Summary of Dialogues
the 4th Japan-Taiwan Dialogue Convened
The Global Forum of Japan (GFJ) and the Taiwan International Studies Association (TISA) (concurrently headed by Representative KOH Se-Kai of the Taipei Economic and Cultural Representative Office) co-sponsored the 4th "Japan-Taiwan Dialogue: Review and Perspective of the Japan-Taiwan Relationship" in Tokyo on 19th-20th February. The Dialogue started with Welcome Dinner hosted by Amb. OKAWARA Yoshio, Chairman of GFJ, on 19th February and had two Open Sessions and one Closed Session on 20th February. Open Sessions I and II were attended by about 100 participants from various circles in Japan, and were followed by a Closed Wrap-up Session. Details of the discussions in Open Sessions I and II can be seen below:
"Review and Perspective of the Japan-Taiwan Relationship"
In Session I, which started at 10:00 a.m. on the theme of "Taiwan in the Changing Asian Scene", Dr LAI I-Chung, Director of Foreign Policy Studies of Taiwan Thinktank, presented his keynote speech, stating that "although U.S is trying to persuade China, whose economic, political and military positions are rapidly rising, to become a responsible stakeholder, this very act of U.S. means that the U.S influence in the region is decreasing. On the other hand, Taiwan's process of democratization is a big change. Neither Taiwanese nor foreign governments can anymore control Taiwan's foreign policy without the consent of its citizens." After that, Prof. TAKAGI Seichiro of Aoyama Gakuin University made another keynote speech, stating that "since the end of the Cold war, the U.S.-China relationship has become one of growing complexity involving both elements of collaboration and confrontation. U.S., while pursuing collaboration with China in foreign policy, keeps alerted in strategic conducts. China also acts in the same manner."
In response to the keynote speeches, commentators presented their views as follows: Dr. LI Ming-Juinn, Board Editor of Taiwan International Law Quarterly said, "The argument that the Taiwan issue is a domestic issue of China has become obsolete; rather it is becoming more and more an international issue." Prof. SHIMADA Haruo of Keio University said, "Compared with the days of the LEE Teng-hui regime, the mutual understanding between Japan and Taiwan is on the decline. Therefore, the importance of strengthened exchanges between Taiwan and Japan must be reiterated." Prof. CHEN Wen-Hsien of National Chengchi University commented, "It should be noted that the purpose of China to approach U.S. is to put pressure on Japan." Mr. EBATA Kensuke, Visiting Professor of Takushoku University stated, "The extent of China's military build-up is beyond the need of that for liberating Taiwan." Prof. CHEN Mu-Min of National Changhua University of Education stated, "When China communicates with Taiwan, China does so excluding the Taiwanese government. It is important to see the background of such an intention on Chinese side. "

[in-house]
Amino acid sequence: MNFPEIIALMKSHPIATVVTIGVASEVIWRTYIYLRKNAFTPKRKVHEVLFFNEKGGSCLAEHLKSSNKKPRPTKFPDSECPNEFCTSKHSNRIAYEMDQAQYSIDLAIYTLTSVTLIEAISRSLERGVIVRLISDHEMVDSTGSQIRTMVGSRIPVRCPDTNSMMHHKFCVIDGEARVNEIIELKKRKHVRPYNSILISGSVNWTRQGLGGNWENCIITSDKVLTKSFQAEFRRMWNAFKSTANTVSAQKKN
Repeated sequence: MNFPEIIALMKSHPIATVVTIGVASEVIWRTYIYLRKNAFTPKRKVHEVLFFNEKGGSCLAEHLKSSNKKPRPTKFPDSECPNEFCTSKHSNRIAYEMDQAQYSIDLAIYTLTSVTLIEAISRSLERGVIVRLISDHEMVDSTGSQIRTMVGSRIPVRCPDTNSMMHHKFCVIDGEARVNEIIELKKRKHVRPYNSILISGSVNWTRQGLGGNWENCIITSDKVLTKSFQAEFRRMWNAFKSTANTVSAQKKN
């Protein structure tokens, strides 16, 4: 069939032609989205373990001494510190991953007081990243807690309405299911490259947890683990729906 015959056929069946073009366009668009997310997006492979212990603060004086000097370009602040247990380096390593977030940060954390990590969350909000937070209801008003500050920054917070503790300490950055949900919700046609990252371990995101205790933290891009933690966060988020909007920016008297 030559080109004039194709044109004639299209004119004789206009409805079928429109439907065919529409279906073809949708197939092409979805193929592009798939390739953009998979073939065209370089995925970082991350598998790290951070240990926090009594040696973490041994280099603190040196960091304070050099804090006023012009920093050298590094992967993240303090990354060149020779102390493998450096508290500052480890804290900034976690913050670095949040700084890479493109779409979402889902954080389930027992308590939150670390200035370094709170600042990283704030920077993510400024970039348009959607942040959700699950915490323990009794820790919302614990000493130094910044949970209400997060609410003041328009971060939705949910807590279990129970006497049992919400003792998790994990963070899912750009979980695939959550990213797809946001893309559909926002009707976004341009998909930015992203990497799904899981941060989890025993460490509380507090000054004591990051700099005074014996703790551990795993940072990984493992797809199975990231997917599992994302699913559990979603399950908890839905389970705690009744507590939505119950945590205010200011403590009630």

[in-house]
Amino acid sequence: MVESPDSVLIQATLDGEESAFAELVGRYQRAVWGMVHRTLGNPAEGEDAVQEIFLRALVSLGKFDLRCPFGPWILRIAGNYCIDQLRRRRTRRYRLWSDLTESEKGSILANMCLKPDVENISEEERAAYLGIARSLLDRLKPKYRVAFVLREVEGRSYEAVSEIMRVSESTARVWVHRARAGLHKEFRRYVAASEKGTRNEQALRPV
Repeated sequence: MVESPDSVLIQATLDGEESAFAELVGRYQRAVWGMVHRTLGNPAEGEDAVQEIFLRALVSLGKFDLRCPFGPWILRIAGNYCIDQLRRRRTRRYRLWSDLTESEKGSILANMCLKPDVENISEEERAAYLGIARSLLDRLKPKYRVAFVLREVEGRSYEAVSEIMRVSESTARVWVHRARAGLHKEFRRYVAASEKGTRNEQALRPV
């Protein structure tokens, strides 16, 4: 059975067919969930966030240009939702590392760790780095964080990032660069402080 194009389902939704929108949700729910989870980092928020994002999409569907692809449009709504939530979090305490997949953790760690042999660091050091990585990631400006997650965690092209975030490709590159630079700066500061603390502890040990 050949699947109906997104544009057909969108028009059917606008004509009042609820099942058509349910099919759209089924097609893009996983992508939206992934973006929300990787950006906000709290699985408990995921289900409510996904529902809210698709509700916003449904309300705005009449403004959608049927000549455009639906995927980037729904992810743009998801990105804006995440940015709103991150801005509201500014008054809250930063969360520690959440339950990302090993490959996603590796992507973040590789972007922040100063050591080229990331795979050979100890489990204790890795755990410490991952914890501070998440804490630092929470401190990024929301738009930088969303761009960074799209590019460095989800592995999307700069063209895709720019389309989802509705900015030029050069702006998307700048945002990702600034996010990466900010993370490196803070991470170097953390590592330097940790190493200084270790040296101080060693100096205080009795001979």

In Session II on the theme of "Review and Perspective of the Japan-Taiwan Relationship", Prof. ASANO Kazuo of Heisei International University presented his key note speech, stating that "although both China and Taiwan assumed the concept of ‘One China' in 1972, under today's CHEN Shui-bian- SU Tseng-chang regime Taiwan no more uphold the future perspective of its unification with China. If we take the fact into consideration that the stability of the Japan-U.S.-Taiwan trilateral relationship is a basis for peace and prosperity of Japan as well as East Asia, Japan should consider the enactment of a Japan version of ‘The Taiwan Relations Act' of U.S." Prof. JI Shun-Jie of Tamkang University stated, "'It is right to say that 'The Taiwan Relations Act' has sustained peace and stability in the Taiwan Strait and that the democratic, liberal and peaceful Taiwan Strait is a common interest of the world. Japan and U.S. should not connive with the change in the Taiwan Strait forced by the use of force by China."
In response to the keynote speeches, commentators put forward their views as follows: Mr. TANINO Sakutaro, former Ambassador of Japan to China, said, "It should be the will of the Taiwanese people that determines the future of Taiwan, and discussions on the regional integration in East Asia should take into consideration a bigger role of Taiwan. However, we need to remember that the Japan-Taiwan relationship exists within the framework of the constructive relationship between Japan, U.S. and China." Prof LEE Shane of Chang Jung University said, "One needs to consider how disadvantageous it will be for both Japan and U.S. if Taiwan falls under the control of China." Dr. YANG Yung-Nane, Visiting Professor of Kyoto University, commented,"It is our hope to see exchanges between Japanese and Taiwanese government officials."
Starting from 2:00 p.m. on the same day, the Closed Wrap-up Session was held with a limited number of participants from both sides. They exchanged opinions on the basis of the recognition of the current Japan-Taiwan relations as well as the future perspective of the partnership. The discussions were conducted off the record. The verbatim record of the Sessions I and II will be soon published and placed on our website at http://www.gfj.jp